The Exec block of the win_time instance contains a conditional block for adding a new field, $nttetimestamp, which will be assigned the value matched by the first capture group of the regular expression. This is contingent on the second capture group being matched as well, which will assign its value to another new field, $message. In case one (or both) of these two capture groups is not matched, the remaining else conditional block is used, which assigns $raw_event, the entire line of log data read, to a new field called $message.

The Exec block concludes by converting each record to JSON using the to_json() procedure of the xm_json module, which also enriches the event log with the NXLog core fields.

<Extension json>
    Module        xm_json

<Extension converter>
    # One way to figure out the codec type is to open the log
    # file in Notepad, save the file with Save As, and under
    # the Encoding portion at the bottom, the encoding that
    # is chosen by default is what the file is currently
    # encoded as.

    Module        xm_charconv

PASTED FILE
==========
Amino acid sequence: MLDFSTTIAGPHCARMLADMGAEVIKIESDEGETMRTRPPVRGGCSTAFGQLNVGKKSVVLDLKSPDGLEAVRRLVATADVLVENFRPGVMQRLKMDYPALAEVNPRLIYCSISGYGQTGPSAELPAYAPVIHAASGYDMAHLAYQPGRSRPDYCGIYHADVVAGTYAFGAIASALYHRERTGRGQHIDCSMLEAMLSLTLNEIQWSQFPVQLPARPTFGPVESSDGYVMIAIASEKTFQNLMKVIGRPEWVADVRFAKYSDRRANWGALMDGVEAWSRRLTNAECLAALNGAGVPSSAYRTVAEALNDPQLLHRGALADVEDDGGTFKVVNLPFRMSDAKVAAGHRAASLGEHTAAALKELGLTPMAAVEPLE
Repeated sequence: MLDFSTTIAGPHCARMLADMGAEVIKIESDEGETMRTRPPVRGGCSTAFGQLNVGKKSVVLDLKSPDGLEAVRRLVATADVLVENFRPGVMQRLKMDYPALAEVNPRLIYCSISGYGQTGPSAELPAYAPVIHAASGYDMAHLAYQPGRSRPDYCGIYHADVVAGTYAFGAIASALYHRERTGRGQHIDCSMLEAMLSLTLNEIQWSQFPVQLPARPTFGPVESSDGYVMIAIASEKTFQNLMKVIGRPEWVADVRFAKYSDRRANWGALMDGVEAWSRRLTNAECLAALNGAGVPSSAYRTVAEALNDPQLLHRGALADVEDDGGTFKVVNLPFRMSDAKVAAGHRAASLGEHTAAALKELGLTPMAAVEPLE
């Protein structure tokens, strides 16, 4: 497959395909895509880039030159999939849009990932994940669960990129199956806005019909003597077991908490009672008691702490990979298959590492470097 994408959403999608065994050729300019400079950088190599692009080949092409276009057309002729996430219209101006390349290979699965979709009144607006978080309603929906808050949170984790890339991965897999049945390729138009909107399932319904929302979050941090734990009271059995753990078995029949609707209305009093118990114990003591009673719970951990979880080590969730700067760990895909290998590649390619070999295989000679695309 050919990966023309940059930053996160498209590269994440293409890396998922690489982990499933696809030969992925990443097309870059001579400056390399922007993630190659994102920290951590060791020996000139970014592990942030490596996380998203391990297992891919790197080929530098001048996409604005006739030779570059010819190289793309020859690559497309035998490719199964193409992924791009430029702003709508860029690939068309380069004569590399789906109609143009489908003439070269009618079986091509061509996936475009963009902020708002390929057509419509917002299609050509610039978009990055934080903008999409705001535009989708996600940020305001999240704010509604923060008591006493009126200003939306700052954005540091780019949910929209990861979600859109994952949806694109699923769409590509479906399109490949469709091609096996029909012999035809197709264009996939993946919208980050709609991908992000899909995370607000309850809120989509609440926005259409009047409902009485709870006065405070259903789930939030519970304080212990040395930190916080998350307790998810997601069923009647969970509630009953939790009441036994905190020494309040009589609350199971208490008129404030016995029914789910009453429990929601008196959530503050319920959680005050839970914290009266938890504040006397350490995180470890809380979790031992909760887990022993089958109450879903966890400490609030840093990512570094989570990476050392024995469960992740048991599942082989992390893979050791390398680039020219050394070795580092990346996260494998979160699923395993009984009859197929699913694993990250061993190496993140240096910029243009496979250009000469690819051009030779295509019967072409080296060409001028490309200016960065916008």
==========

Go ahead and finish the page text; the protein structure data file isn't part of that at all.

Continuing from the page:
LineReader    UTF-16LE

<Input win_time>
    Module        im_file
    File          'C:\Windows\Temp\w32time.log'
    InputType     converter
       if $raw_event =~ /([1-9]{1,6} [0-9]{2}:[0-9]{2}:[0-9]{2}.*s) - (.*)/
           $nttetimestamp = $1;
           $message = $2;
           $message = $raw_event;
Output sample
  "EventReceivedTime": "2021-08-14T20:35:32.644755-07:00",
  "SourceModuleName": "win_time",
  "SourceModuleType": "im_file",
  "nttetimestamp": "153628 03:35:32.0392286s",
  "message": "ClockDispln Discipline: *SKEW*TIME* - PhCRR:-10 CRD:-14 PhCRR_:-22 CRD_:-31 CR:14318180  (PhCRRL:-10 CRL:156250 phcTL:131072) UI:360000 KPhO:-37280"

While we endeavor to keep the information in this topic up to date and correct, NXLog makes no representations or warranties of any kind, express or implied about the completeness, accuracy, reliability, suitability, or availability of the content represented here. We update our screenshots and instructions on a best-effort basis.

The accurateness of the content was tested and proved to be working in our lab environment at the time of the last revision with the following software versions:

Windows Server 2012
Windows 10 Home
Windows XP SP3
NXLog EE 5.3.6985

Last revision: 6 August 2021